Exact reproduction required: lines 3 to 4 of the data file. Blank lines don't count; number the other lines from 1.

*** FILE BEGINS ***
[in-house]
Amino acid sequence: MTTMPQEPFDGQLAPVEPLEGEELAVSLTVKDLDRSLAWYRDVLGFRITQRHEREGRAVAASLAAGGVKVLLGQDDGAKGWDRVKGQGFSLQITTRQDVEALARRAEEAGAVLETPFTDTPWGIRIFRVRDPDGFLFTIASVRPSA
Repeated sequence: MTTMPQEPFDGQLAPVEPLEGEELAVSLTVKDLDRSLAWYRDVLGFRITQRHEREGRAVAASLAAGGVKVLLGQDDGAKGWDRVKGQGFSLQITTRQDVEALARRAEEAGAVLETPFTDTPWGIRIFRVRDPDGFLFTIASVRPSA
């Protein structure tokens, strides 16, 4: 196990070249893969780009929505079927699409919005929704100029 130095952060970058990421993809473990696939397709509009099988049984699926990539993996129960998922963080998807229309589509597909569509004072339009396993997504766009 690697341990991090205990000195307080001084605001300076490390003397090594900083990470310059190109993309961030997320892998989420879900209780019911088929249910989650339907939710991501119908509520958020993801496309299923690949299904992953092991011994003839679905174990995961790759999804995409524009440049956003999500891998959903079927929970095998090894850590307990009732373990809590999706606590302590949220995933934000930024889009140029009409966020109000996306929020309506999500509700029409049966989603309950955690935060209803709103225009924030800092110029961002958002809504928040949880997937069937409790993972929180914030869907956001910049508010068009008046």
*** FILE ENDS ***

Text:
Repeated sequence: MTTMPQEPFDGQLAPVEPLEGEELAVSLTVKDLDRSLAWYRDVLGFRITQRHEREGRAVAASLAAGGVKVLLGQDDGAKGWDRVKGQGFSLQITTRQDVEALARRAEEAGAVLETPFTDTPWGIRIFRVRDPDGFLFTIASVRPSA
């Protein structure tokens, strides 16, 4: 196990070249893969780009929505079927699409919005929704100029 130095952060970058990421993809473990696939397709509009099988049984699926990539993996129960998922963080998807229309589509597909569509004072339009396993997504766009 690697341990991090205990000195307080001084605001300076490390003397090594900083990470310059190109993309961030997320892998989420879900209780019911088929249910989650339907939710991501119908509520958020993801496309299923690949299904992953092991011994003839679905174990995961790759999804995409524009440049956003999500891998959903079927929970095998090894850590307990009732373990809590999706606590302590949220995933934000930024889009140029009409966020109000996306929020309506999500509700029409049966989603309950955690935060209803709103225009924030800092110029961002958002809504928040949880997937069937409790993972929180914030869907956001910049508010068009008046």